The "Americanisation" of migrants: evidence for the contribution of ethnicity, social deprivation, lifestyle and life-course processes to the mid-20th century Coronary Heart Disease epidemic in the US.


Kelleher, CC; Lynch, JW; Daly, L; Harper, S; Fitz-Simon, N; Bimpeh, Y; Daly, E; Ulmer, H; (2006) The "Americanisation" of migrants: evidence for the contribution of ethnicity, social deprivation, lifestyle and life-course processes to the mid-20th century Coronary Heart Disease epidemic in the US. Social science & medicine (1982), 63 (2). pp. 465-84. ISSN 0277-9536 DOI: https://doi.org/10.1016/j.socscimed.2005.12.017

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Abstract

We investigated the contribution of the large-scale immigration of White Europeans into the US between 1850 and 1930 to the timing and extent of the epidemic pattern of heart disease between 1900 and 1980. The analyses are based on data collected through the United States Federal Census from 1850 to the present. The hardcopy historical record confirms that census reports themselves and related monographs were concerned from 1850 with excessive mortality from heart disease of immigrants, particularly of Northern European origin and initially at least, their first-generation native-born children. Our analysis of the electronic database indicates a strong relationship between the percentage of US population foreign born and native born of foreign parentage and age adjusted mortality from heart disease. We identified a lag of 50 years giving the maximum linear correlation coefficient for men (r(2) = 0.92), and for women a shorter lag of 38 years and an earlier decline in Coronary Heart Disease (CHD) rates (r(2) = 0.96). Both the rise and fall of the CHD epidemic over an 80-year period correspond closely to the rise and fall of the foreign population in previous years. For the foreign born only, age adjusted negative binomial general estimated equation (GEE) models calculate the relative risk of dying of heart disease per 10% increase in proportion foreign born. There is an independent influence for men until 1930 and for women throughout the period from 1910 onwards. We conclude there is an impact of immigration on the pattern of the epidemic, mediated through a combination of factors, such as accumulated life-course susceptibility, deprived socio-economic conditions upon arrival, and the enthusiastic uptake of behaviours related to the classic risk factors of smoking, high saturated fat and salt diet. Our analysis provides a more contextualised understanding of the scale and timing of the epidemic of CHD in the US.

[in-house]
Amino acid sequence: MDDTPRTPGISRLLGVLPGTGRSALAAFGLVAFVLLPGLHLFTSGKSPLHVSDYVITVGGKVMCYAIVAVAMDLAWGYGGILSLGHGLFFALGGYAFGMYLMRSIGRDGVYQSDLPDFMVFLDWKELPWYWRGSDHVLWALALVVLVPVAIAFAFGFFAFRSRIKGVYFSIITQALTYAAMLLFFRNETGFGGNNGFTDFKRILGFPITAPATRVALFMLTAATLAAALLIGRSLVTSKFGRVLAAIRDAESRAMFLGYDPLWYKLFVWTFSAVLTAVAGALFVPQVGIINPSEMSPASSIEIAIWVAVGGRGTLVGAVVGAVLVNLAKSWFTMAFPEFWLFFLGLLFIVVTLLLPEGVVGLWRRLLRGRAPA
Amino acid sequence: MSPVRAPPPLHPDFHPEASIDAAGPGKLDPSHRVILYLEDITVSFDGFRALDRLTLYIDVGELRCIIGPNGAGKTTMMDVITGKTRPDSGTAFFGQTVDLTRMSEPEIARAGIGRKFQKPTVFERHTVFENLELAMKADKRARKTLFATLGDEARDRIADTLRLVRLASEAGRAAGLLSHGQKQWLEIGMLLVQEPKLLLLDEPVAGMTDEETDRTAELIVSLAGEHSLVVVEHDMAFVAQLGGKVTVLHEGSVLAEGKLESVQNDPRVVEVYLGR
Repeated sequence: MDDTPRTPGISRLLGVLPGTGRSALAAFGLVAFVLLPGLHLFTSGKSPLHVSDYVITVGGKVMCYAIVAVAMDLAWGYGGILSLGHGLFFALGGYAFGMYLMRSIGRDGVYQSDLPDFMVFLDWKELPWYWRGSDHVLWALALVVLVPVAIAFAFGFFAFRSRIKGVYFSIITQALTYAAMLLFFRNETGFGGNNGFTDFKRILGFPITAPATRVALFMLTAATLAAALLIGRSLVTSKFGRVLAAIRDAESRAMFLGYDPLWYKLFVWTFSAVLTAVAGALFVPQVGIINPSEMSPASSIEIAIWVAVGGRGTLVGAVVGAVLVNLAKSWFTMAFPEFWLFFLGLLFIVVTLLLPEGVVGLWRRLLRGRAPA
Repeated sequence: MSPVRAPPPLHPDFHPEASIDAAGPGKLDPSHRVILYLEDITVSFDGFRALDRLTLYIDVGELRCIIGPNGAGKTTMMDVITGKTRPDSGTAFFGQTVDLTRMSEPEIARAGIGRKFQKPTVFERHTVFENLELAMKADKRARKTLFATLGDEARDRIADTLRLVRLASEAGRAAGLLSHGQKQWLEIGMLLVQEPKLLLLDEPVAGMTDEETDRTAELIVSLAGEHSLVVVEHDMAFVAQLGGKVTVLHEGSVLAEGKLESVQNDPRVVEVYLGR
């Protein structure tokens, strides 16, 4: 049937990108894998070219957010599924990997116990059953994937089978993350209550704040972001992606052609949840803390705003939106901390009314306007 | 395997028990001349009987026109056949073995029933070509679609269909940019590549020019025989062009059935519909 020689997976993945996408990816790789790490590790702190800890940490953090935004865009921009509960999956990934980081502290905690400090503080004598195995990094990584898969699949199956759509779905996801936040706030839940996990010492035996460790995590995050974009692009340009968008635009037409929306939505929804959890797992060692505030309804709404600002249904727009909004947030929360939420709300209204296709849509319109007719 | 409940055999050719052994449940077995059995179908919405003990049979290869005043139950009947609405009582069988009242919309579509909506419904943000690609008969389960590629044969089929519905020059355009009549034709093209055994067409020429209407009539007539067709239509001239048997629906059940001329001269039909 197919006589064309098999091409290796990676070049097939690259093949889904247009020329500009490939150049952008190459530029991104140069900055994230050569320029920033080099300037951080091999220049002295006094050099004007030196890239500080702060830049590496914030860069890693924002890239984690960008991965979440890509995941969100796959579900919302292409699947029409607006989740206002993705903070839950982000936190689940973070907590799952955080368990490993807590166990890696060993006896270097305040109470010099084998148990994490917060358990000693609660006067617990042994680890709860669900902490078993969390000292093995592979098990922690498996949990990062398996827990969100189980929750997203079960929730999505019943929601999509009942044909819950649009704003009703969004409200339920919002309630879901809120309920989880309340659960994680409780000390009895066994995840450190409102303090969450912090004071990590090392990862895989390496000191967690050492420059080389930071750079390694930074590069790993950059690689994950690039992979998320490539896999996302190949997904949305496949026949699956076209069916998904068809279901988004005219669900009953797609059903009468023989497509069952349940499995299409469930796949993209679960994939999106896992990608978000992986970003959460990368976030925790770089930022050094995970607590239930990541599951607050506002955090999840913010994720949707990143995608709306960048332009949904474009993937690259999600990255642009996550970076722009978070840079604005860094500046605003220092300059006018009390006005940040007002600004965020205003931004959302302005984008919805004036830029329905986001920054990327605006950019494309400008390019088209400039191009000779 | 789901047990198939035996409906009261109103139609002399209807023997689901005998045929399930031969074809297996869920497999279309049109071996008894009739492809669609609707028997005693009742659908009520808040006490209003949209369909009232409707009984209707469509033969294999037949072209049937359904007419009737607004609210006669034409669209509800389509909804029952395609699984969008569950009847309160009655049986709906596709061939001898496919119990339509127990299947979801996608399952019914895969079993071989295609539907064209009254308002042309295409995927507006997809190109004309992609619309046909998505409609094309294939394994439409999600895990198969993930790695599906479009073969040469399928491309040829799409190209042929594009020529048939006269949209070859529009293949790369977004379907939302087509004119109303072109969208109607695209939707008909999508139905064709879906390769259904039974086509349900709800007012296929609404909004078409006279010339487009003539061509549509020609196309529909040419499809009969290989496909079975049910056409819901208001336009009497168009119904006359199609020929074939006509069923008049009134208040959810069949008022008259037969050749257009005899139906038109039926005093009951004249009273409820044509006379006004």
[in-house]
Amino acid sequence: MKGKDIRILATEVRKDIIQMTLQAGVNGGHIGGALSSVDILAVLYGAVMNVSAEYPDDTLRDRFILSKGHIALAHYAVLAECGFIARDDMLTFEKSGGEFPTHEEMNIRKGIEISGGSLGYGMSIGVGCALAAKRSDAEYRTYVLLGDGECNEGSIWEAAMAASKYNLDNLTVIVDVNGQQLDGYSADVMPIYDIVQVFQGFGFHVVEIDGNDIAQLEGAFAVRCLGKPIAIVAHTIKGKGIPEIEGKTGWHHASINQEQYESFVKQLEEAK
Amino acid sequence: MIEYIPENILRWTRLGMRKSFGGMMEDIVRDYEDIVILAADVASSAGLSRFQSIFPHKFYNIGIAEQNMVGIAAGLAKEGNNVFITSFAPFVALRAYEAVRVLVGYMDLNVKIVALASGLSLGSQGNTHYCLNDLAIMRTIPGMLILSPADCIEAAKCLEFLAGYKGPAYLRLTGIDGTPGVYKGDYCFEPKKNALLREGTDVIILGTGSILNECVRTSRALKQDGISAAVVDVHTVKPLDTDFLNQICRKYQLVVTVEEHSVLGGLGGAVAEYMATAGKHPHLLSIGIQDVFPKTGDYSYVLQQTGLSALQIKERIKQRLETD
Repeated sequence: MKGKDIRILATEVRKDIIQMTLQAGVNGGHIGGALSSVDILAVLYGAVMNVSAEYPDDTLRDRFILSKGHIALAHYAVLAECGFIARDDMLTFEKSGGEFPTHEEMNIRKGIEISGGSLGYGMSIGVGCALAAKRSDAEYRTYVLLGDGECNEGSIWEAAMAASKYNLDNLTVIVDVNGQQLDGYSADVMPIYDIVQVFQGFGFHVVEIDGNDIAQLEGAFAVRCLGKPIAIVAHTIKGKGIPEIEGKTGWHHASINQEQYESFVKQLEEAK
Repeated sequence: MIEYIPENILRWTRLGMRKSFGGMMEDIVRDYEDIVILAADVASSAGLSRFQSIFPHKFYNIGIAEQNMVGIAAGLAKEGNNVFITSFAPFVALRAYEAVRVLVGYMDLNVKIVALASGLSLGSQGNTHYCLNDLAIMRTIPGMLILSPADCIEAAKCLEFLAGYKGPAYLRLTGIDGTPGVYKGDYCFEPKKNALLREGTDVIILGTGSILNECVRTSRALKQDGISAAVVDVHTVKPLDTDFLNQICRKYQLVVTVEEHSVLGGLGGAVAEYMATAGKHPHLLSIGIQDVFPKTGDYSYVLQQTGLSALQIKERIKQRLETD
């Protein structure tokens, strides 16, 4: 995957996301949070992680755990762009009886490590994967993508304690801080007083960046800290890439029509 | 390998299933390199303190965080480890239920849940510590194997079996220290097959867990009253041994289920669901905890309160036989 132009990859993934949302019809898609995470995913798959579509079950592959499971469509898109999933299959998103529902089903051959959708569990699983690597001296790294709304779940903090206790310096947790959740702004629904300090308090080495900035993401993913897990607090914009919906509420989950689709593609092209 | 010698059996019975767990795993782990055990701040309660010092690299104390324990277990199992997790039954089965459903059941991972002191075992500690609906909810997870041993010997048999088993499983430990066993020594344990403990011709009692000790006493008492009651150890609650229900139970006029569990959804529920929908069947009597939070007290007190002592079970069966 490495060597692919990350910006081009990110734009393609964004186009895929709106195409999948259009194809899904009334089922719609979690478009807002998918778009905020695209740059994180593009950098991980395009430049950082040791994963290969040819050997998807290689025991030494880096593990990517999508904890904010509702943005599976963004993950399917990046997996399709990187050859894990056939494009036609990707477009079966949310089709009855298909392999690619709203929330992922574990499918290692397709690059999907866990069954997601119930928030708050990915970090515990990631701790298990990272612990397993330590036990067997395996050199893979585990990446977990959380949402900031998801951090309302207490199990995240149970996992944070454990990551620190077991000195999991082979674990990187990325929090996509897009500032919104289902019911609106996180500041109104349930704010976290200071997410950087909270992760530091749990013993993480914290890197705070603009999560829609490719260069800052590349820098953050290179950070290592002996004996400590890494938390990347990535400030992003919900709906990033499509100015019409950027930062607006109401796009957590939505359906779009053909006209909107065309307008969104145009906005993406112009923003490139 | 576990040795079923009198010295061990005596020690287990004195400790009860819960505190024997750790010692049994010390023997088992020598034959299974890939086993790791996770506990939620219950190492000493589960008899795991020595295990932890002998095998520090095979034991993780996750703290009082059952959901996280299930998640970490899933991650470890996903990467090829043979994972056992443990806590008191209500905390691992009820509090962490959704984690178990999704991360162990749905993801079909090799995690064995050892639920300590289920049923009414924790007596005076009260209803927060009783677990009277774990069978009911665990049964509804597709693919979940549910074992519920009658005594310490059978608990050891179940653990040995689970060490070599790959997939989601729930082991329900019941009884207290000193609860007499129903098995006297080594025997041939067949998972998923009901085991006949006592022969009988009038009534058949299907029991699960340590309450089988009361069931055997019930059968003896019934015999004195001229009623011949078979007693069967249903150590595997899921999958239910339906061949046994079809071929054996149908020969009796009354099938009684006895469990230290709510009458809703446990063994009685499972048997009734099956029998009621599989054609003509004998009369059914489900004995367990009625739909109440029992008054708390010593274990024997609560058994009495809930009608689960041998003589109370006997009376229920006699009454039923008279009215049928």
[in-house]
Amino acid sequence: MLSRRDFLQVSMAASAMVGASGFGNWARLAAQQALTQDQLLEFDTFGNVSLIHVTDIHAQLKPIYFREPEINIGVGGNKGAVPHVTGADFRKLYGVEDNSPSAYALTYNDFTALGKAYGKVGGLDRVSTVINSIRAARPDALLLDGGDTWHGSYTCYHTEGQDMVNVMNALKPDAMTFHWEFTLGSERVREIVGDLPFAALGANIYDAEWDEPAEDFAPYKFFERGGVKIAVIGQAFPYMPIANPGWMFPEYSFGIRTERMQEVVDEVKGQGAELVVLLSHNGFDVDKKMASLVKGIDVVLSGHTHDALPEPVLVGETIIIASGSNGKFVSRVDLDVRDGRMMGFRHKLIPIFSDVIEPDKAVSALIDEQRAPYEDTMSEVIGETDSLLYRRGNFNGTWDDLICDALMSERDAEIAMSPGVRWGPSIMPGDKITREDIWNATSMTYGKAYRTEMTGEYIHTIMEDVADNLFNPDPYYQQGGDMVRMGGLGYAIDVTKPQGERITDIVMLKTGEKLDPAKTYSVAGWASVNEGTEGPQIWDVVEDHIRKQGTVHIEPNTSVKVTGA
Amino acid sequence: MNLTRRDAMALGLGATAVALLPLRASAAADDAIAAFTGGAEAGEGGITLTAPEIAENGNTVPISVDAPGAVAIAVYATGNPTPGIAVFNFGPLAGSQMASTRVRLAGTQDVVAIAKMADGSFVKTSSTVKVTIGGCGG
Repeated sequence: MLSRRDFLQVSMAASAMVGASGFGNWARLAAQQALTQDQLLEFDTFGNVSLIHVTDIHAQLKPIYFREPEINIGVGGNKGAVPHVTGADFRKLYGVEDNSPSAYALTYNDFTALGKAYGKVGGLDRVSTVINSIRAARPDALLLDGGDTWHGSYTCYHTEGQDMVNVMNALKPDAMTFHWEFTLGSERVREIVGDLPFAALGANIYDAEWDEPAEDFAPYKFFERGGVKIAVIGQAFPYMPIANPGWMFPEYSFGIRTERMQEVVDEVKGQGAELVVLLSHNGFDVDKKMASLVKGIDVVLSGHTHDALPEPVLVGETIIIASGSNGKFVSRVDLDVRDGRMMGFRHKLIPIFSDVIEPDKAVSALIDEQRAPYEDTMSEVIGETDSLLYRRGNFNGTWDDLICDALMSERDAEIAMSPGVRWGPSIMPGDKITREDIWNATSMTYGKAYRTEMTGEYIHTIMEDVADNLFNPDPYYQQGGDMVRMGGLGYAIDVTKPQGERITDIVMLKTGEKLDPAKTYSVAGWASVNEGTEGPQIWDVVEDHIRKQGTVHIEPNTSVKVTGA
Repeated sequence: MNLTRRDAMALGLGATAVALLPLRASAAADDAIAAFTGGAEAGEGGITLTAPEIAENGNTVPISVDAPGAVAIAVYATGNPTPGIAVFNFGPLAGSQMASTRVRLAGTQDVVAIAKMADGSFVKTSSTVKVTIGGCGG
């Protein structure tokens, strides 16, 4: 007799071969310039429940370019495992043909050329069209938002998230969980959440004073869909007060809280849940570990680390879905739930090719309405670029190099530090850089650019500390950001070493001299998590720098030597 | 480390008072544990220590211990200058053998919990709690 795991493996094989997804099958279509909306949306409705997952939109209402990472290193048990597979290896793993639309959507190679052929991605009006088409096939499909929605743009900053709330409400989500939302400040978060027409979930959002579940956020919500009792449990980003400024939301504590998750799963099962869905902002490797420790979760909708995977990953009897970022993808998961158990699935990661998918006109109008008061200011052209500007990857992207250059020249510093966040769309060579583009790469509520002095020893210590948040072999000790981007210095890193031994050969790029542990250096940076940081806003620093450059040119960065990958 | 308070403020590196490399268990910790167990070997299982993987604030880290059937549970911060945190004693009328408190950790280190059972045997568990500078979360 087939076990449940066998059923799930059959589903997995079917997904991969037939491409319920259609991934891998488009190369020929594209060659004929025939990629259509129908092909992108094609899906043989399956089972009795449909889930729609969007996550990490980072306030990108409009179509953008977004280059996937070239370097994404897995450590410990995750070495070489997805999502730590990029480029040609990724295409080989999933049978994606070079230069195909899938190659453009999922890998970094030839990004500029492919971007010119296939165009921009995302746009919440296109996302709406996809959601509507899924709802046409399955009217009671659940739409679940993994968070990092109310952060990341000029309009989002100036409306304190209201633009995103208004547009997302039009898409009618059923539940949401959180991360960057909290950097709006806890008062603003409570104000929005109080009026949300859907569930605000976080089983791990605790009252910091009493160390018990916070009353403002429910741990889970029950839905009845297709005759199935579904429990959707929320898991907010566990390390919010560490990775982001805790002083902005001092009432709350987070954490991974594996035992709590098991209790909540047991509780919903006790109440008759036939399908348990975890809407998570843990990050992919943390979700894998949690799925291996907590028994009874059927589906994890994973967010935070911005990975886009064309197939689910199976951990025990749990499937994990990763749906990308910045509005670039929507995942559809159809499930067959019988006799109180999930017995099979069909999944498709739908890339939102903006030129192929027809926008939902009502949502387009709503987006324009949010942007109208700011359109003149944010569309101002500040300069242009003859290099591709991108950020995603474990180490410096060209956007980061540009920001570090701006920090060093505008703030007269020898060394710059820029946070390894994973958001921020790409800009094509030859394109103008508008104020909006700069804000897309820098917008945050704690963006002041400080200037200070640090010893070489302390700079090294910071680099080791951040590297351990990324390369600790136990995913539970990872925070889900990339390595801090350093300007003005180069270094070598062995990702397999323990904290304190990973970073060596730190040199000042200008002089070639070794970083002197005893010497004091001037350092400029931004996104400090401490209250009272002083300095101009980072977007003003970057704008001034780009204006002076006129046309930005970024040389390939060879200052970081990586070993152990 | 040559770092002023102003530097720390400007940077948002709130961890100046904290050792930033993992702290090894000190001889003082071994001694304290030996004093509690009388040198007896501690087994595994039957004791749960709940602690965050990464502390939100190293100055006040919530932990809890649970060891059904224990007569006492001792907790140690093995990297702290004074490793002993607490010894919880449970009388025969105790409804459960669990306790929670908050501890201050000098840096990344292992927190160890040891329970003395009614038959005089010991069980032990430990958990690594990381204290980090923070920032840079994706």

Item Type: Article
Faculty and Department: Faculty of Public Health and Policy > Dept of Social and Environmental Health Research
PubMed ID: 16473446
Web of Science ID: 238933600016
URI: http://researchonline.lshtm.ac.uk/id/eprint/1431

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